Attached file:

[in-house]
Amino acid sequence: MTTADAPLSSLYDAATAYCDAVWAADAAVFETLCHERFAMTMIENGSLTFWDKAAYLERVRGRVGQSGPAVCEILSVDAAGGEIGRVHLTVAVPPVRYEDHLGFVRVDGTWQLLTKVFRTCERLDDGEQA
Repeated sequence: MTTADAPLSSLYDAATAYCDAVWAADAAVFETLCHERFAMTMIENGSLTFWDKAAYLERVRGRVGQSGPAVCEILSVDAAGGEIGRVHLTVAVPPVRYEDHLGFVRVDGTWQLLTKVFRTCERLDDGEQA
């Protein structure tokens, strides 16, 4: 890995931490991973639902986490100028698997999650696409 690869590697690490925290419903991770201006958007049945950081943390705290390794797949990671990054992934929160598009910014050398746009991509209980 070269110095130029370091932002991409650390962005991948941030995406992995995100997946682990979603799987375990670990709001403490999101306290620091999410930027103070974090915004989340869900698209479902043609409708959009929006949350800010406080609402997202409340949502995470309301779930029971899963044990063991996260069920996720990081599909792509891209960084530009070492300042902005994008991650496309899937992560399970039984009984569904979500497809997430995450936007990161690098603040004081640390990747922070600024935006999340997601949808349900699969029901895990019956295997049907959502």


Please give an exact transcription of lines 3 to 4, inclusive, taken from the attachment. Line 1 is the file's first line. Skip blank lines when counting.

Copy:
Repeated sequence: MTTADAPLSSLYDAATAYCDAVWAADAAVFETLCHERFAMTMIENGSLTFWDKAAYLERVRGRVGQSGPAVCEILSVDAAGGEIGRVHLTVAVPPVRYEDHLGFVRVDGTWQLLTKVFRTCERLDDGEQA
């Protein structure tokens, strides 16, 4: 890995931490991973639902986490100028698997999650696409 690869590697690490925290419903991770201006958007049945950081943390705290390794797949990671990054992934929160598009910014050398746009991509209980 070269110095130029370091932002991409650390962005991948941030995406992995995100997946682990979603799987375990670990709001403490999101306290620091999410930027103070974090915004989340869900698209479902043609409708959009929006949350800010406080609402997202409340949502995470309301779930029971899963044990063991996260069920996720990081599909792509891209960084530009070492300042902005994008991650496309899937992560399970039984009984569904979500497809997430995450936007990161690098603040004081640390990747922070600024935006999340997601949808349900699969029901895990019956295997049907959502």